Located on a hill at the beginning of the Hasankeyf-Batman road, İmam Abdullah Zawiyah is a social complex developed over time around a zawiyah belonging to İmam Abdullah who was believed to be a descendant of Hz. Muhammed and well-respected by local people.
The buildings in the first group which are surrounded by walls and stepped terraces include a sacred tomb to the north of the courtyard, as attached to it to the east a minaret and a large zawiya room, of which body walls and cover were partly demolished, a masjid to the south and a room attached to the north in a later period. The second-group of buildings which include a few fragments of wall survived to the present on the foundation level lie to the southeast of the area. All buildings have become a graveyard over time .
The excavations in 2006 yielded a pool of 6.90 x 6.60 m in the cemetery to the east of the existing buildings, and its floor was reached at -0.90 m from the in situ level . To the north of the pool, remains of an iwan were uncovered which are not on the same axis. Although remains of a wall were identified to the east and west of the iwan with a floor at a mean depth of 0.60 m, no excavation was carried out due to the graves in the surrounding area. The excavation in the area lying to the southeast of the present zawiyah and considered to have been a vaulted room based on the available traces yielded architectural remains of the original zawiyah .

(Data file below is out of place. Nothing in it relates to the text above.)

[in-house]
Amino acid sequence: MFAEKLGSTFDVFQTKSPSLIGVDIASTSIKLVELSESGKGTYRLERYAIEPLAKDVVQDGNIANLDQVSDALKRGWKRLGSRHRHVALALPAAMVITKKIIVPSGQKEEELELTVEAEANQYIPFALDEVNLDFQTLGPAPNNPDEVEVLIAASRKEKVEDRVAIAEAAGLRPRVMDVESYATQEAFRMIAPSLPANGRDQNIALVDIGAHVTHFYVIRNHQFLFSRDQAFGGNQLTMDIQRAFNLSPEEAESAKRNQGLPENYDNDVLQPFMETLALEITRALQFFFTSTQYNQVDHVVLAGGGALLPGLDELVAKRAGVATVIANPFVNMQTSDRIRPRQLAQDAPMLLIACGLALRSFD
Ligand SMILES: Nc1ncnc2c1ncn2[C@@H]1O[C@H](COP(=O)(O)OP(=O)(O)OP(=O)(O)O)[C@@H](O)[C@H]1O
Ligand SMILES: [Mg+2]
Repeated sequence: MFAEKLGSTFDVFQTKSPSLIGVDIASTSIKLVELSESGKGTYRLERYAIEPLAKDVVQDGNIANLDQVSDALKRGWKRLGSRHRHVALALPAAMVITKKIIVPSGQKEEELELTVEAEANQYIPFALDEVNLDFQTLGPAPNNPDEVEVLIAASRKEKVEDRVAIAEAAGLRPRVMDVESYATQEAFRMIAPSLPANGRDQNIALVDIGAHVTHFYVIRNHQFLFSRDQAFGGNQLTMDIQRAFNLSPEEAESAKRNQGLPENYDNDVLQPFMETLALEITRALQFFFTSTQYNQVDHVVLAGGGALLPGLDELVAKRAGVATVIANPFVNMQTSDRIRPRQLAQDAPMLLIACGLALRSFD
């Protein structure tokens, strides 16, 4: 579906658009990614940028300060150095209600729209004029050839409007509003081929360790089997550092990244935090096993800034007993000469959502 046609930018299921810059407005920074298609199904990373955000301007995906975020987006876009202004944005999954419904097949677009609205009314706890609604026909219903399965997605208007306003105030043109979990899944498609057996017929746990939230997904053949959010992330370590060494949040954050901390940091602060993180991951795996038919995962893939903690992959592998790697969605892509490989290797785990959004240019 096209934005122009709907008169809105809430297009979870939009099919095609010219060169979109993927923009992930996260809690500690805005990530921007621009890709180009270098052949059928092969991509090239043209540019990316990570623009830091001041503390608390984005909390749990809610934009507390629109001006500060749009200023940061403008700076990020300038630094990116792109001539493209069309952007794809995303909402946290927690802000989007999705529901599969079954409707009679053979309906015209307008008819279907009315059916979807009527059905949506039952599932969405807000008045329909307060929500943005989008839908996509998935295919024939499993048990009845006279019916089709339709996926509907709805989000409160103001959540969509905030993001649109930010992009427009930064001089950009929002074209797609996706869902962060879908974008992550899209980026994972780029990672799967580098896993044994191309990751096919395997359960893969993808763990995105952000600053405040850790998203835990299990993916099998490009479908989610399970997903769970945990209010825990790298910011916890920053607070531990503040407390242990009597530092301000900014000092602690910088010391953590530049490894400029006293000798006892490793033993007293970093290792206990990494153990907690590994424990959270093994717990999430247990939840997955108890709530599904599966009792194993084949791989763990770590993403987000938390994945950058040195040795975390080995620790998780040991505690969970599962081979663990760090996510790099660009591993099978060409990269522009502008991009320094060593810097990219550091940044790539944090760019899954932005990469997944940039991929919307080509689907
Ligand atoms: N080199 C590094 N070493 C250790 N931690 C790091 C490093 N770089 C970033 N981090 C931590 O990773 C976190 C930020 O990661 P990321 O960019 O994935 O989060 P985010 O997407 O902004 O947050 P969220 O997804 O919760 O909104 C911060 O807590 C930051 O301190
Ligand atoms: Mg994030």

Based on these findings, it is believed that the original zawiyah was built in the 12th century during the Artuqid Period; and since it was demolished, it was rebuilt during the reign of Ayyubid Sultan Takiyüddin Abdullah (1249-1294) over the sacred tomb of İmam Abdullah; and it was repaired by the White Sheep Turcomans in 878 (1478) according to the epigraph at the entrance to the tomb.
The blinding engraved wooden door that has been preserved in the Diyarbakır Museum is one of the wooden pieces survived to the present day in its original condition.